* The Monetary Authority of Singapore and the Association of Supervisors of Banks of the Americas inked a memorandum of understanding to improve fintech related cooperation between Singapore and the Americas, The Business Times reported, citing a joint statement.
* Deutsche Bank AG's wealth management arm is looking to add 100 client managers globally to target various regions, particularly wealthy people and families in the Asia-Pacific region, the Financial Times reported, citing the lender. The bank will also invest a further €65 million in "digital capabilities."
* Goldman Sachs Group Inc. will further invest in China as further liberalization of the financial sector takes place, China Daily reported, citing the bank's CEO, Lloyd Blankfein. The investment banking industry in China "should be given more freedom" as it is the basis for the success of other industries by providing financing, risk management and advice on business reorganization, the CEO said.
* The China Banking Regulatory Commission asked financial institutions to improve inclusive financing to encourage lending to small- and micro-sized firms, the agricultural sector and poverty relief work, Xinhua News Agency reported. Guo Shuqing, chairman of the regulator, directed large lenders to set up financial inclusion divisions by the end of 2017.
* China's banking regulator also urged banks to devolve responsibility for loan approvals in order to boost credit to small- and micro-sized businesses, Reuters reported, citing Guo. "Banks and financial institutions are encouraged to, under the premise that risks are controllable, to decentralize credit approval authority," Guo said.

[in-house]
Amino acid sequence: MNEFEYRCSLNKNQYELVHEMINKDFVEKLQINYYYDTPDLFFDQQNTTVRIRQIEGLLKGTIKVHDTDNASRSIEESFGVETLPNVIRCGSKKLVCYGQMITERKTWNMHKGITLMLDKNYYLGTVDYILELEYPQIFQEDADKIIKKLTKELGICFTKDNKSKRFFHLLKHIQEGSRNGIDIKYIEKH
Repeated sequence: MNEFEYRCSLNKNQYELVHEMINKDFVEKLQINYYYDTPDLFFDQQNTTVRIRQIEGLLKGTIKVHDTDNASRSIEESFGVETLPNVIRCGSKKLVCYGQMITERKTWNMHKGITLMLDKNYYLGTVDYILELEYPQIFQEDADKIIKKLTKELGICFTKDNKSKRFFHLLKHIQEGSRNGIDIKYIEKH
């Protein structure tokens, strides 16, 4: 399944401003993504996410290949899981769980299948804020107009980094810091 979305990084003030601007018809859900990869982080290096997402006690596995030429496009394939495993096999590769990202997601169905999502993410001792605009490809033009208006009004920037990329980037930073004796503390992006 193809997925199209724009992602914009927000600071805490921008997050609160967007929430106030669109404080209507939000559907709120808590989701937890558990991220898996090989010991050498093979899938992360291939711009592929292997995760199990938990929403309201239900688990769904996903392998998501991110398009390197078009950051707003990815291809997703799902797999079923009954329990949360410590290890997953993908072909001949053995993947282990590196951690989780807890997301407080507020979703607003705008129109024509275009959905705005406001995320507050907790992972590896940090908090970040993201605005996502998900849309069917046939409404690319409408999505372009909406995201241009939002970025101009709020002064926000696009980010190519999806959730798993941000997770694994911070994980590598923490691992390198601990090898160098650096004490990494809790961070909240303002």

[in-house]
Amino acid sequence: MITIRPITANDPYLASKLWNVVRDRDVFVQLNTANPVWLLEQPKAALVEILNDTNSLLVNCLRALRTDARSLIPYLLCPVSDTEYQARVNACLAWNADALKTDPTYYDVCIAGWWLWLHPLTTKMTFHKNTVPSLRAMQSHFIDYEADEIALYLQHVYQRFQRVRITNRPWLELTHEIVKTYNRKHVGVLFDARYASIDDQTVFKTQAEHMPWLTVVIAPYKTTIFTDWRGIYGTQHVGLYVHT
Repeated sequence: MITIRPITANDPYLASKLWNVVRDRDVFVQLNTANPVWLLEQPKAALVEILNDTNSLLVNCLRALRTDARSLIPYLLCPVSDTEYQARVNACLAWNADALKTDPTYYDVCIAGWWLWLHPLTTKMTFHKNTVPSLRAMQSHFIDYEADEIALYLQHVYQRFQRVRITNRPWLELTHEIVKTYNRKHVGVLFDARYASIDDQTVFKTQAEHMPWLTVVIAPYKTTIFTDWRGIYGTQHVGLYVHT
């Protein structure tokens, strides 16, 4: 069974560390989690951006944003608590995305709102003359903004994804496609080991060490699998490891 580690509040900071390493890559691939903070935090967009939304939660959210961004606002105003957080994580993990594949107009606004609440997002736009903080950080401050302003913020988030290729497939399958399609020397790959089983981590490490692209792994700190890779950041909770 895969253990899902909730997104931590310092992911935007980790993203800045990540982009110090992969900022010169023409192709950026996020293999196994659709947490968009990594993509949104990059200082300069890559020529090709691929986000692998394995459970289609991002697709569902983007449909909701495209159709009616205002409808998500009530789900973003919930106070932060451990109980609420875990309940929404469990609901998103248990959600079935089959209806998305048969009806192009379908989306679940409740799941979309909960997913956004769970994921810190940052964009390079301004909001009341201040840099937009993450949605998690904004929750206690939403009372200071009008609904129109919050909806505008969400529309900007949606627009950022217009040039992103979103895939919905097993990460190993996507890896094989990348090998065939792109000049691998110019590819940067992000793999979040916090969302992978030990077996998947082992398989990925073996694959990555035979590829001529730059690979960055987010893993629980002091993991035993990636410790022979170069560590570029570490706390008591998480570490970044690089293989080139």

* Ping An Insurance (Group) Co. of China Ltd. is using a newly launched fund to hunt for fintech and healthcare technology investments of between $10 million and $30 million, The Wall Street Journal reported, citing the company's Chief Innovation Officer Jonathan Larsen. Such investments could be done through the potential for joint venture and distribution agreements, he said.
JAPAN AND KOREA
* Nomura Holdings Inc. plans to report to regulators a breach in securities laws in its handling of nonpublic information about a company it took public in 2016, Bloomberg News reported, citing "people with knowledge of the matter." During an international investigation, the company discovered that a branch manager had mishandled private information that Wash House was considering a stock split, the sources said.
* Shoko Chukin Bank Ltd. submitted a business improvement plan to Japan's Economy, Trade and Industry Ministry, and other government agencies, Jiji Press reported. The plan includes the scrapping of its practice of setting numerical targets for its branches, which is believed to have led to illicit loans under a state-managed low-rate financing program at the lender affiliated with the government.
* Struggling to sell itself, KDB Life Insurance Co. Ltd. will implement job cuts and branch closures to facilitate recapitalization efforts, the Maeil Business Newspaper reported.